There are some oversights, as perhaps there must be in so vast a field, and some inaccuracies. One wishes for a wider reach of national and ethnic literatures--if only to include such wonderful non-French, non-English or American cat protagonists as Akif Pirincci's Felidae: A Novel of Cats and Murder (1993). Felidae would point up one inaccuracy among Rogers' generalizations about human treatment of cats. She claims that while dogs in literature appear most frequently as victims of man's cruelty and indifference, cats never do. Yet Pirincci's cat narrator senses immediately that the house he and his human can opener move into has been the site of Frankenstein^H like experiments and that cats have been the victims of these mad human investigations. Felidae also includes genetic experiments and an extermination scheme with obvious echoes of Nazi activity. This is reinforced by the fiendish genetic experiments on cats of the Alchemist in the 1997 novel The Wild Road by the British novelist Gabriel King which Rogers would have without question included in her study had it been published at the time.
The Wild Road also evokes scenes from Britain's past in which cats are associated with the devil and burned as witches along with their human companion animals (I suppose one might say that such examples offer proof of the cat being accorded treatment suitable for an animal afforded the same status as a human). In other chapters cats are blamed for spreading the plague and exterminated indiscriminately. In fact, in her chapter "The Tyger in the House," Rogers discusses Canadian novelist Timothy Findley's Not Wanted on the Voyage in which the blind cat Motyll serves as the reader's eyes, providing a radical interpretation of the story of Noah and the Ark as well as of the meaning of the Biblical Flood. Yet Rogers fails to mention that Motyll and her kittens have been the victims of the experiments of Dr. Noyes (Noah), experiments based on the creative efforts of the mad scientist Jehovah.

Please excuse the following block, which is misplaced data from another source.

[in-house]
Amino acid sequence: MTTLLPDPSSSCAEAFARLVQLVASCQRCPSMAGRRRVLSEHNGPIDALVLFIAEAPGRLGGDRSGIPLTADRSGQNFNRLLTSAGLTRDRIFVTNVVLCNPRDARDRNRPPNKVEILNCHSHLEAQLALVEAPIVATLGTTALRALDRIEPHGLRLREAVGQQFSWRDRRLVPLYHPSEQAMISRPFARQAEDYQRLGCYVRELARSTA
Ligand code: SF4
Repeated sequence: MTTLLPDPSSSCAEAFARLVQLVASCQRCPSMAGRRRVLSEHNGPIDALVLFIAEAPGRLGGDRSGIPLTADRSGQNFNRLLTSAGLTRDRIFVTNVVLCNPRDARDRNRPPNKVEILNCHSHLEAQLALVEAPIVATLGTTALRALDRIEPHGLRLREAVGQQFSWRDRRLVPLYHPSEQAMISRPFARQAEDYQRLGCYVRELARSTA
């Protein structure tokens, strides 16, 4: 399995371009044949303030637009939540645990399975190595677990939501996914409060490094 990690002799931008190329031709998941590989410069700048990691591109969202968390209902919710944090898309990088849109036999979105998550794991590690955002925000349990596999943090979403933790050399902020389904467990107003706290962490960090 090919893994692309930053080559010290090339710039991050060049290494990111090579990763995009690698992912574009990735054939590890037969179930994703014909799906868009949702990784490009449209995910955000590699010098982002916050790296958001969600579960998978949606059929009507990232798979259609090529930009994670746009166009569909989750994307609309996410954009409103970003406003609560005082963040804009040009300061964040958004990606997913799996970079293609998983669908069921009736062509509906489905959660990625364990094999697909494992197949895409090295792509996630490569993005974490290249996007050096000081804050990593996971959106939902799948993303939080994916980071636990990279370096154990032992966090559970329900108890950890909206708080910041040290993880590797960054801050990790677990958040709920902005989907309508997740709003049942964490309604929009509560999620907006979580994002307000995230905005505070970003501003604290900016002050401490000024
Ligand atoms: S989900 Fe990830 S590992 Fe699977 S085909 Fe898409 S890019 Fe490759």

There are, as well, some significant English and American cat novels and autobiographies Rogers overlooked, providing room for future researchers and critics to explore the mysterious fascination of the feline for the human imagination. In Michael Ventura's The Zoo Where You're Fed to God (1994), which Rogers does not cite, two domestic cats play supportive but essential symbolic roles. They are The Inside Cat, a fat contented orange tiger who moved out with Elizabeth Abbey when she left her husband, and The Outside Cat, who remains with the novel's protagonist, James Abbey, and is in large part responsible for his rediscovery of the deep biophilia that exists between humans and other animals. Unfortunately, a bond that once saw all species as parts of interconnected habitats is reduced here to the shared captivity of city and zoo. Even without discussing Ventura, Rogers' book succeeds in establishing that humans seem to suspect the cat of access to something we have lost or forgotten or retain only vestiges of--perhaps the wild, freedom, independence. All of these ramifications are explored in the literature and art, popular and elite, Rogers discusses. The fullest treatment is afforded the Cat in Egypt and the enduring connection between women and cats, but on the whole her discussion is encyclopedic and descriptive. There are vast fields here for further investigation, and Rogers' study lays essential groundwork for future bibliographical and analytic investigation of the cat's hold on the human imagination as well as of the impact of the human imagination on the cat.
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Marion W. Copeland. Review of Rogers, Katharine M., The Cat and the Human Imagination: Feline Images from Bast to Garfield.